Take the 2-minute tour ×
TeX - LaTeX Stack Exchange is a question and answer site for users of TeX, LaTeX, ConTeXt, and related typesetting systems. It's 100% free, no registration required.

I've seen some examples where shell scripts are incorporated into LaTeX documents. However, I haven't seen any example of an entire LaTeX document being incorporated into a shell script. Does anyone have an example of what this would look like? [Not just a reference to the LaTeX file, but actually include the entire document into the script -- from the opening class to the document end.]

I was thinking about having the shell script contain the command line to build the LaTeX document, followed by the entire LaTeX document (incorporated directly into the script), and then a sleep command wile the document builds, and then a latexmk -c command at the end.

share|improve this question
add comment

1 Answer

up vote 14 down vote accepted

I will assume that by shell you mean a Unix shell such as bash. You may want to look at the "here document" feature of bash. The simplest you can do is

#!/bin/bash

latex <<theend
\documentclass{article}
\begin{document}
Blah blah
\end{document}
theend
echo "Done!"

however this may lead to some problems if the latex processing needs multiple passes. It will also clutter your current directory with bunch of extra files produced by latex, such as log file, .aux file, etc., which may not be what you want.

A better option is to create a temporary directory, extract the LaTeX document into it using cat and to run LaTeX with this document as input. You may want to run LaTeX several times to make sure all cross references are resolved. At the end you just copy the generated .dvi or .pdf file back to your current directory.

An example of such script is below. It uses mktemp to create a temporary directory. As far as I know, mktemp is not available on every Unix, but it should be available on every system that has GNU coreutils.

There are probably better ways how to handle pretty much every step of the process, but this should get you started.

#!/bin/bash

# Create a temporary directory
curdir=$( pwd )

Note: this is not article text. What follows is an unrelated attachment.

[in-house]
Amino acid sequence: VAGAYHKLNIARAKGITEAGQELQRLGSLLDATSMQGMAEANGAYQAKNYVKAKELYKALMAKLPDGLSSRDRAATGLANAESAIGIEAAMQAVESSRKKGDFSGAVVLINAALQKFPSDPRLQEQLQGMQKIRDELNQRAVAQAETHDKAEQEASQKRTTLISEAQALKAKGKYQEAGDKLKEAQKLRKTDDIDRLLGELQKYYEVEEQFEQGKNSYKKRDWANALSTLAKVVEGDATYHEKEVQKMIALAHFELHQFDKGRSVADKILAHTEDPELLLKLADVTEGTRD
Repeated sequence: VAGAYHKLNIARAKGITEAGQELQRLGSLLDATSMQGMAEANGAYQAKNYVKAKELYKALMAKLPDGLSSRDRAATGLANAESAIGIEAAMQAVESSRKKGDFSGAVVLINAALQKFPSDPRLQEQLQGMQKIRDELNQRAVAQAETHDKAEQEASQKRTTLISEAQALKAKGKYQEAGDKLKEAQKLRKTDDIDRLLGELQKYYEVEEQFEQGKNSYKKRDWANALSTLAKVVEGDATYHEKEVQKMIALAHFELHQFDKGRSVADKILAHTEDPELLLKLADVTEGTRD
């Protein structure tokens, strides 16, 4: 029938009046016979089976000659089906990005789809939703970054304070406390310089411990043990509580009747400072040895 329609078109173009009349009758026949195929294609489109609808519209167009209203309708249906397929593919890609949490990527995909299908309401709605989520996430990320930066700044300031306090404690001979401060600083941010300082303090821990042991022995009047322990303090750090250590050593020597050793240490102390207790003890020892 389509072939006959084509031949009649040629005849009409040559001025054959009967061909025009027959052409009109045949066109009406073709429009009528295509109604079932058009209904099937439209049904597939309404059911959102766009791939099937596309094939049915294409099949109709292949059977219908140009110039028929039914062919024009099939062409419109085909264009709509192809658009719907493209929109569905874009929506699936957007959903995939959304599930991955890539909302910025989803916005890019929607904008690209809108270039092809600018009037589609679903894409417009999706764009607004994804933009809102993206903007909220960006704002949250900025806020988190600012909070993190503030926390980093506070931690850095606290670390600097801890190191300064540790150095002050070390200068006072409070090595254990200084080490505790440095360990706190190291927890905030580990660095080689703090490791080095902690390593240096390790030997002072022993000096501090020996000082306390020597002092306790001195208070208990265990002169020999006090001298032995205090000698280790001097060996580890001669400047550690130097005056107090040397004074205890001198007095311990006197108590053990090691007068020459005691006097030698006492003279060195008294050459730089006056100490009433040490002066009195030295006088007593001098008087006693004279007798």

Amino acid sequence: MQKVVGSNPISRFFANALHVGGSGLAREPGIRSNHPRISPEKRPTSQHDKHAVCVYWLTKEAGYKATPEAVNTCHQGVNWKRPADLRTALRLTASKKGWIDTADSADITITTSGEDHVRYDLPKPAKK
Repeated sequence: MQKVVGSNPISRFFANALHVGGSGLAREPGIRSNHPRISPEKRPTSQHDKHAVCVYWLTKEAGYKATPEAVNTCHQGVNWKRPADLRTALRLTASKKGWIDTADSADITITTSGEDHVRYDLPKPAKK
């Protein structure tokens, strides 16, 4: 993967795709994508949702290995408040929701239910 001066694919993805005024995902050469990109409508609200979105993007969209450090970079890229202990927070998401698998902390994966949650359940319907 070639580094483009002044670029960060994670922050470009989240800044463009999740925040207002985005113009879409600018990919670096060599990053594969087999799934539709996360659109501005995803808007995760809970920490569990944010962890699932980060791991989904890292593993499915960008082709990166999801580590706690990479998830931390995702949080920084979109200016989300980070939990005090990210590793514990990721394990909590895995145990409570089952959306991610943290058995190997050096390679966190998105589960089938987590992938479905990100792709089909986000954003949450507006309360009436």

tmpdir=$( mktemp -dt "latex.XXXXXXXX" )

# Set up a trap to clean up and return back when the script ends
# for some reason
clean_up () {
    cd "$curdir"
    [ -d "$tmpdir" ] && rm -rf "$tmpdir"
    exit
}
trap 'clean_up' EXIT SIGHUP SIGINT SIGQUIT SIGTERM 

# Switch to the temp. directory and extract the .tex file
cd $tmpdir
# Quoting the 'THEEND' string prevents $-expansion.
cat > myfile.tex <<'THEEND'
\documentclass{article}
\begin{document}
Blah blah \(x^2 + 1\) or $x^2 + 1$.
\end{document}
THEEND

# If the file extracts succesfully, try to run pdflatex 3 times.
# If something fails, print a warning and exit
if [[ -f 'myfile.tex' ]]
then
   for i in {1..3}
   do
      if pdflatex myfile.tex
      then
         echo "Pdflatex run $i finished."
      else
         echo "Pdflatex run $i failed."
         exit 2
      fi
   done
else
   echo "Error extracting .tex file"
   exit 1
fi

# Copy the resulting .pdf file to original directory and exit
cp myfile.pdf $curdir
exit 0
share|improve this answer
    
Yes -- that is exactly what I had in mind. If it is not too much trouble, can you please insert into your example the cat line of code to help deal with the potential problem you mentioned. –  lawlist Mar 11 '13 at 16:32
    
@lawlist: See the changes. –  Jan Hlavacek Mar 12 '13 at 4:35
1  
@JanHlavacek But your document cannot use $ for math. –  JLDiaz Mar 12 '13 at 8:17
2  
@JLDiaz You say that like it's a bad thing! –  Loop Space Mar 12 '13 at 13:47
1  
See the zeroth's edit: enclosing the THEEND string in single quotes prevents $ expansion and makes all the quoting unncessary. –  Jan Hlavacek Mar 12 '13 at 16:44
show 6 more comments

Your Answer

 
discard

By posting your answer, you agree to the privacy policy and terms of service.

Not the answer you're looking for? Browse other questions tagged or ask your own question.